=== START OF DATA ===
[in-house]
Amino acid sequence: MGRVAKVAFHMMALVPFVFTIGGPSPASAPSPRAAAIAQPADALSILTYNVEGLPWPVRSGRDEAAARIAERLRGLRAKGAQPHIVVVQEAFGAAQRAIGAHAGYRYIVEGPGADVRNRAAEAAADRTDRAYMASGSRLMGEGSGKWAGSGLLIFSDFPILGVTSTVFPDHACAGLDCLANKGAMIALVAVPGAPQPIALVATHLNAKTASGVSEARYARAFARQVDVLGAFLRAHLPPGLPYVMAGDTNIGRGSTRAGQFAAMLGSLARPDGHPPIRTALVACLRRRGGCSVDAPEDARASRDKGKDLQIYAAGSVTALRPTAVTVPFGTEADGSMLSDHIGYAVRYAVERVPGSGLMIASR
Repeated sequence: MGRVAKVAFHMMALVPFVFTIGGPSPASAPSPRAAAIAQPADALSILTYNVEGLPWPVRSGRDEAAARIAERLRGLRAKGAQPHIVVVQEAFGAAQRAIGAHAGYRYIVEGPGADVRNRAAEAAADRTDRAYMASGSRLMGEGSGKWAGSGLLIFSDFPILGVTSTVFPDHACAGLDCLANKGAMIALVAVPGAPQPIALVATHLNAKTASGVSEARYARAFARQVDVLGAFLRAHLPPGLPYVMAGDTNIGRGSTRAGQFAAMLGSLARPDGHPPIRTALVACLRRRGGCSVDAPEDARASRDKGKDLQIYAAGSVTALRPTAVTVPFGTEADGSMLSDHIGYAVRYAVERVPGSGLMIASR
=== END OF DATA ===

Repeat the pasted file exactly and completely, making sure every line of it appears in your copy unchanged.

[in-house]
Amino acid sequence: MGRVAKVAFHMMALVPFVFTIGGPSPASAPSPRAAAIAQPADALSILTYNVEGLPWPVRSGRDEAAARIAERLRGLRAKGAQPHIVVVQEAFGAAQRAIGAHAGYRYIVEGPGADVRNRAAEAAADRTDRAYMASGSRLMGEGSGKWAGSGLLIFSDFPILGVTSTVFPDHACAGLDCLANKGAMIALVAVPGAPQPIALVATHLNAKTASGVSEARYARAFARQVDVLGAFLRAHLPPGLPYVMAGDTNIGRGSTRAGQFAAMLGSLARPDGHPPIRTALVACLRRRGGCSVDAPEDARASRDKGKDLQIYAAGSVTALRPTAVTVPFGTEADGSMLSDHIGYAVRYAVERVPGSGLMIASR
Repeated sequence: MGRVAKVAFHMMALVPFVFTIGGPSPASAPSPRAAAIAQPADALSILTYNVEGLPWPVRSGRDEAAARIAERLRGLRAKGAQPHIVVVQEAFGAAQRAIGAHAGYRYIVEGPGADVRNRAAEAAADRTDRAYMASGSRLMGEGSGKWAGSGLLIFSDFPILGVTSTVFPDHACAGLDCLANKGAMIALVAVPGAPQPIALVATHLNAKTASGVSEARYARAFARQVDVLGAFLRAHLPPGLPYVMAGDTNIGRGSTRAGQFAAMLGSLARPDGHPPIRTALVACLRRRGGCSVDAPEDARASRDKGKDLQIYAAGSVTALRPTAVTVPFGTEADGSMLSDHIGYAVRYAVERVPGSGLMIASR